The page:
Trading is tricky. On the one hand, you want to profit as much as you can on your trades. On the other hand, you want to limit the amount you lose when your trades are going wrong. These sound like simple and sensible goals. However, the psychological static that comes from them being at odds can be great. One of the greatest examples of this behavior comes in the form of the disposition effect.
The disposition effect is a psychological pattern. It explains how individual people will tend to behave when trying to lock in profits and limiting losses. The behavioral economists Shefrin and Statman coined the term in 1985. They discovered a simple but powerful fact about people. In general, people have a more intense emotional reaction to losing than they do to winning. This often colors their trading with an emotional brush. Even more so if the trader is inexperienced.
To explain this, let’s look at an example. This is going to be similar to the experiments the two behavioral economists conducted. Imagine you have to pick between two scenarios. In scenario A, you get $100. Conversely, in scenario B, you flip a coin to determine if you get $0 or $200. The expected payout in B is equal to the guaranteed payout in A ($100 expected payout). However, the choices of people skew heavily towards Scenario A.
In economics, this is what we cal risk aversion. It means that people who choose Scenario A prefer to avoid risk. Those who chose Scenario B would be called risk-loving. Those who were indifferent between the two would be called risk-neutral. A group of professional traders will usually be more risk-loving than a non-professional one.
As you may imagine, this psychological effect arises in trading. This phenomenon is what we call the disposition effect. The name comes from the way it affects how people dispose of their financial assets. People tend to hold their losing positions and sell positions that have recently risen in value. This is not very sensible in trading. In the short term, positions are more likely to keep going in the direction they have recently gone. The rational decision in most of these cases would be to close losing positions. That way, you can let profitable positions continue to rise. Instead, individual investors have a habit of avoiding losing by closing in a profit early and letting losses go too long with the hope they will turn around.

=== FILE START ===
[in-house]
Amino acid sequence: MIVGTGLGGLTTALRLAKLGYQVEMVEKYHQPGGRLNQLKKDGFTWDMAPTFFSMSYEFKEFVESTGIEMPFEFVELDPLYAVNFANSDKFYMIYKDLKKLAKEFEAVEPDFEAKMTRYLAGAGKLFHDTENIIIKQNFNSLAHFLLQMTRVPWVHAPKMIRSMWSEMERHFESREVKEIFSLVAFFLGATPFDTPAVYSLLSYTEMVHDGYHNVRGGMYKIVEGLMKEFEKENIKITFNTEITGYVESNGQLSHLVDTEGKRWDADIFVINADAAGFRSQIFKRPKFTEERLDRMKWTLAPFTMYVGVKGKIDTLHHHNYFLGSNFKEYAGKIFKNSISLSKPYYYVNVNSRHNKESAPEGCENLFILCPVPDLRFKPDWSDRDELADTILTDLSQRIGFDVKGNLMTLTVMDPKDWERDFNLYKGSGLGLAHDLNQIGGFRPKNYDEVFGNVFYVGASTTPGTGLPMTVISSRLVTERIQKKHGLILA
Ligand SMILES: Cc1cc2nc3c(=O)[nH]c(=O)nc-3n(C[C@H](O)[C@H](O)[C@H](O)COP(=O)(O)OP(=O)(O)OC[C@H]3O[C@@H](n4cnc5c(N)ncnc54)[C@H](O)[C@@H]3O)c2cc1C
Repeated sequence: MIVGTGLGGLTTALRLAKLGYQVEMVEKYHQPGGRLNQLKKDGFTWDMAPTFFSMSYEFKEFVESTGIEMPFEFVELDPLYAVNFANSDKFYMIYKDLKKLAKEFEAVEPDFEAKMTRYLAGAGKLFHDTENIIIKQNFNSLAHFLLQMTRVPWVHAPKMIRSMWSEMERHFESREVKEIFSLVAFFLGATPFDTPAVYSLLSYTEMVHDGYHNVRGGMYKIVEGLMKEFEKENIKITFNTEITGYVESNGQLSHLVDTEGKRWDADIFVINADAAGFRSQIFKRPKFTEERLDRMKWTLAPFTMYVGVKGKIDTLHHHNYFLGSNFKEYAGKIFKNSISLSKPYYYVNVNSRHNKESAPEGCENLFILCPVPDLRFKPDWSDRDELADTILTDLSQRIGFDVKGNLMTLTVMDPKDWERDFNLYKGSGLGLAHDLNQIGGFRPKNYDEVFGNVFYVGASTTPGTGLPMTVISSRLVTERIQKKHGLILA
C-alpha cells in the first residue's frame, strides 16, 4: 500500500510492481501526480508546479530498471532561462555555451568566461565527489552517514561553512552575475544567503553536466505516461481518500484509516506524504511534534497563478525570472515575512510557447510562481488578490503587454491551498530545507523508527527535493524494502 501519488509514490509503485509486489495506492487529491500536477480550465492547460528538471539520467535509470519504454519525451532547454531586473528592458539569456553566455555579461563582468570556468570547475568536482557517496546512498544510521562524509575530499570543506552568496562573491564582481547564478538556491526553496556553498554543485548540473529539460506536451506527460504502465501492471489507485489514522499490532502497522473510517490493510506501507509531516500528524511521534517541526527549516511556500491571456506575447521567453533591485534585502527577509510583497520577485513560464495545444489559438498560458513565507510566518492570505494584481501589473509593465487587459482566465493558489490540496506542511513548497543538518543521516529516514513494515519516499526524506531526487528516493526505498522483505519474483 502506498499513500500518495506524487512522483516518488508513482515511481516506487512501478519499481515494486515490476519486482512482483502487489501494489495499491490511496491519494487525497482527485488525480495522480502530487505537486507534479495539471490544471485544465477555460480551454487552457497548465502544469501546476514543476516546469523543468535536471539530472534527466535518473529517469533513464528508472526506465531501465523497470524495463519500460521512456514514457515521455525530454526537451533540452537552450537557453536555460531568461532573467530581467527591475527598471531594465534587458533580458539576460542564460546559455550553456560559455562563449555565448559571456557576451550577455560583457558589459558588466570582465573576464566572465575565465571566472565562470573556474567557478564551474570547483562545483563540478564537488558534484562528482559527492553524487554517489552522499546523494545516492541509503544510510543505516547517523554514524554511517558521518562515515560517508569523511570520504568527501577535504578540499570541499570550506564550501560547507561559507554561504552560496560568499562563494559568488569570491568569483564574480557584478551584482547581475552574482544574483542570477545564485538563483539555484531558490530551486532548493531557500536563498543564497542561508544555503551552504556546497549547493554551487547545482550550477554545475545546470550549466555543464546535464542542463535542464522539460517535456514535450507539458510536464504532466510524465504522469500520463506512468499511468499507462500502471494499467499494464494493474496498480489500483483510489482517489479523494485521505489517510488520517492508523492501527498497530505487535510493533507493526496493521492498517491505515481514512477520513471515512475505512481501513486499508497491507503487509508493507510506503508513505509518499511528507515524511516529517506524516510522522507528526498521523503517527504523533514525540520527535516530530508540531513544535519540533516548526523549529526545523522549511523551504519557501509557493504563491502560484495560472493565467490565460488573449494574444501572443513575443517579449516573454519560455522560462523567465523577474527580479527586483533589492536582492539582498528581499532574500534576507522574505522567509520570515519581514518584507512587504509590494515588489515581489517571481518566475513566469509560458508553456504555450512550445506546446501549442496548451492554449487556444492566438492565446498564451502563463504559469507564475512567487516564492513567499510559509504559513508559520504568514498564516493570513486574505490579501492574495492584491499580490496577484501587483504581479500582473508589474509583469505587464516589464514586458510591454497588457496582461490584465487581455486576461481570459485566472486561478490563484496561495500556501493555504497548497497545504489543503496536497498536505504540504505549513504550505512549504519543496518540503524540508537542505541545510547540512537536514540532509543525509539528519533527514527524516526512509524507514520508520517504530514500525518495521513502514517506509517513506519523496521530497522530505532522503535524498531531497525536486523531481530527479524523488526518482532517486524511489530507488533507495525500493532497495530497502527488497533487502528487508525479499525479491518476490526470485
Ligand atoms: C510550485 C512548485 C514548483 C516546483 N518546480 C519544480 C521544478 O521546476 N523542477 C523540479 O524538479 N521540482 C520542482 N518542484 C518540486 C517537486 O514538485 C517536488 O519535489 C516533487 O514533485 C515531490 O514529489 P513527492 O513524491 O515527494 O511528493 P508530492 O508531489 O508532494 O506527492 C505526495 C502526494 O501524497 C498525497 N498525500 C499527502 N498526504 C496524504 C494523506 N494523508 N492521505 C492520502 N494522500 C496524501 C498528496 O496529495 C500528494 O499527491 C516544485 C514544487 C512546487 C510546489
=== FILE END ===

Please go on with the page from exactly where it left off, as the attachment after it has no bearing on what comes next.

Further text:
How can you avoid the disposition effect?
Thankfully there are two main strategies for avoiding the disposition effect. The simple one is to treat the trades as a long-term journey rather than see them as individual isolated ones. By taking this wider viewpoint, a trader can reframe the ups and downs and look at them more objectively. Doing so helps them escape the disposition effect. Then there is the technique known as hedonic framing because it relies on mentally framing things in the most pleasing way possible. Mentally you should frame your losses as one group and profit as many small wins, regardless of how they occurred. In addition, when you experience a big loss and a minor gain, keep them mentally separate, and group a big gain and a small loss.
Keep these things in mind when you trade. Close your losing trades and accept the loss, and let your winners run. That’s how you avoid the disposition effect. Keep your reactions sharp and positive, and your wallet will thank you.
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